The International Criminal Court: Fit for purpose? | Crimes Against Humanity

People and Power asks whether the ICC, established to investigate and try those accused of the world’s worst crimes, is capable of fulfilling its role.

The International Criminal Court (ICC), established in 2002, seeks to hold to account those guilty of some of the world’s worst crimes.

Supporters say it deters would-be war criminals, bolsters the rule of law, and offers justice to victims of atrocities.

But it has only had 11 successful convictions in nearly a quarter of a century, having spent nearly $2bn. The United States, China, and Russia are not its members, and many African governments say its prosecutions single out Africa.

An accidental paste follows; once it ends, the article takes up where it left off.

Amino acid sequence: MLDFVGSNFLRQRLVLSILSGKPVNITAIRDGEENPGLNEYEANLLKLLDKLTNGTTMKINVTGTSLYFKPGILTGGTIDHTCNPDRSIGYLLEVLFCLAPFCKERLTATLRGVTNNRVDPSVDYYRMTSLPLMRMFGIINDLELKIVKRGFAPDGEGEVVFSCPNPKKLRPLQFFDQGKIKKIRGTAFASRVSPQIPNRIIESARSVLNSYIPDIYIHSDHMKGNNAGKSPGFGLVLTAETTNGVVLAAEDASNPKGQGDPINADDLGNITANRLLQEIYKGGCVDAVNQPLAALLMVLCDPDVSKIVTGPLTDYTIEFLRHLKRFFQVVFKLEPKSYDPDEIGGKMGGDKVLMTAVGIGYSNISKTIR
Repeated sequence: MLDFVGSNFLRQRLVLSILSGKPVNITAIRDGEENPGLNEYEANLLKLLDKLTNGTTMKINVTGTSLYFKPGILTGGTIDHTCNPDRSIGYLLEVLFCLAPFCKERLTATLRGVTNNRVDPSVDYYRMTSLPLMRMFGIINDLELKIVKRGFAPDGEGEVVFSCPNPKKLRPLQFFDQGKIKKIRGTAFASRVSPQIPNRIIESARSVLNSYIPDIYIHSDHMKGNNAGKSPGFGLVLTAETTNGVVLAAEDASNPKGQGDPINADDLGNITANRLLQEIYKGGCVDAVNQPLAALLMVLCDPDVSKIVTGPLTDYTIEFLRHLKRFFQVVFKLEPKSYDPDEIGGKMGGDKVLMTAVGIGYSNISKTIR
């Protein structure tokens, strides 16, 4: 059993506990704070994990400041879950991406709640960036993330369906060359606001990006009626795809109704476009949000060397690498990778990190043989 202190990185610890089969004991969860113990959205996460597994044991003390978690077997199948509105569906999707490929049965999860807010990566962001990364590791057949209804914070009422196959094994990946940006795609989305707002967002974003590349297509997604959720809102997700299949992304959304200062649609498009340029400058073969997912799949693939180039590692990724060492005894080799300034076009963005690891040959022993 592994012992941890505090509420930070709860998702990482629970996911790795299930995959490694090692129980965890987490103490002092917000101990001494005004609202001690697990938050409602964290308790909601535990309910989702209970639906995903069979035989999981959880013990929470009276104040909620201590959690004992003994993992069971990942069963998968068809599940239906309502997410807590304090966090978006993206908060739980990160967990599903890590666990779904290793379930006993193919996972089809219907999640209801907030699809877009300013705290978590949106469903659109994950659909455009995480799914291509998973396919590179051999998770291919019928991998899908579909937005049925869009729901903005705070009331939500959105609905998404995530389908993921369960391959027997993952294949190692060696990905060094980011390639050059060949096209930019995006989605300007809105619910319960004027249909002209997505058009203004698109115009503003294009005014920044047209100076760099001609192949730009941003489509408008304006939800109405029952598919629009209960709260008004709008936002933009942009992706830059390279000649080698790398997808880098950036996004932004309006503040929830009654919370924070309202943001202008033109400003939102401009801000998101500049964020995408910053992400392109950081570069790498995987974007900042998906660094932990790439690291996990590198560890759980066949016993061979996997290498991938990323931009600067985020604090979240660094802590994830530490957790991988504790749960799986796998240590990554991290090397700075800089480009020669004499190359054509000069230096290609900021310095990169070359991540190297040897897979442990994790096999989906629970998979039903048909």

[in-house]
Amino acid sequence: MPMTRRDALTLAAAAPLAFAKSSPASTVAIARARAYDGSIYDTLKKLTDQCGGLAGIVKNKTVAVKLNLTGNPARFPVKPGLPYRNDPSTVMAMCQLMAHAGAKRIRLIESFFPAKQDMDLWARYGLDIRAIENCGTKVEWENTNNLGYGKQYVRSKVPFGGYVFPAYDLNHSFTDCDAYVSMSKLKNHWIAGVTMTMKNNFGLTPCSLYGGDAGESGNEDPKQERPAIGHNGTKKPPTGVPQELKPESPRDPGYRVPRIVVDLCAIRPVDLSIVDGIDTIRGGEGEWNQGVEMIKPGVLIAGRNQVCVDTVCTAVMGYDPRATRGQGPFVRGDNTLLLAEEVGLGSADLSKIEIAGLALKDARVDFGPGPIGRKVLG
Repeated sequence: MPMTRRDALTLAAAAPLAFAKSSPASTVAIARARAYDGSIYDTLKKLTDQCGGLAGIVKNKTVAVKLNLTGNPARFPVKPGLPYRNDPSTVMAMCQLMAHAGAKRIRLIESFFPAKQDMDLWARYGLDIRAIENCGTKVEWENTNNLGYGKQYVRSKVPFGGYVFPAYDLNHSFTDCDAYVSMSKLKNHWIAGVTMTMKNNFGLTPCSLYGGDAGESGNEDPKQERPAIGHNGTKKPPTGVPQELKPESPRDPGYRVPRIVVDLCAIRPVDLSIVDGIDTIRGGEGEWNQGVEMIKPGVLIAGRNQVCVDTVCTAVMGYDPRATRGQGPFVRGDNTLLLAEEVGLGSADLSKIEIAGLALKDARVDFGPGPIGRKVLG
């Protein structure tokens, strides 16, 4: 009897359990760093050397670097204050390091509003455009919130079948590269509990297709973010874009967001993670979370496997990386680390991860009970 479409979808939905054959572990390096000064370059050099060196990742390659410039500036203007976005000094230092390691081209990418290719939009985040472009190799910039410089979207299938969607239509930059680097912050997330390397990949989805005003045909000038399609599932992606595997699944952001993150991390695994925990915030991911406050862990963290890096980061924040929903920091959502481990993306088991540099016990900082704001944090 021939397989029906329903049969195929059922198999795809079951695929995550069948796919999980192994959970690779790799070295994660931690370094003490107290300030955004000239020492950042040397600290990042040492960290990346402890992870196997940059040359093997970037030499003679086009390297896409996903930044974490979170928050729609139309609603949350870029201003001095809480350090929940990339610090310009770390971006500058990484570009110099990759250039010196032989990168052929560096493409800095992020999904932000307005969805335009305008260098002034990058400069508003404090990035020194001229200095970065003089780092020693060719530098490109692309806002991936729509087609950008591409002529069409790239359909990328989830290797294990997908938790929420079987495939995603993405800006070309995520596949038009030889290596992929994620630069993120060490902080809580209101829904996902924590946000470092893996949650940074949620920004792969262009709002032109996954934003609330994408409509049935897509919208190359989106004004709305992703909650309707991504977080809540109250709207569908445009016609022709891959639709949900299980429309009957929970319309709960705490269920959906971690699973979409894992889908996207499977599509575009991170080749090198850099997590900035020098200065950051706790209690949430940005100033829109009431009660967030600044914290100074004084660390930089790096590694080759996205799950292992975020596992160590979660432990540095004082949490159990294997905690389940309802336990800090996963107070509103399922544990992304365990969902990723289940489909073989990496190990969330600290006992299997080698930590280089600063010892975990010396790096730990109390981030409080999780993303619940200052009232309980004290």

Now, as the world waits to see if the ICC will issue arrest warrants for the leaders of Israel and Hamas, we ask whether the court is fit for purpose.

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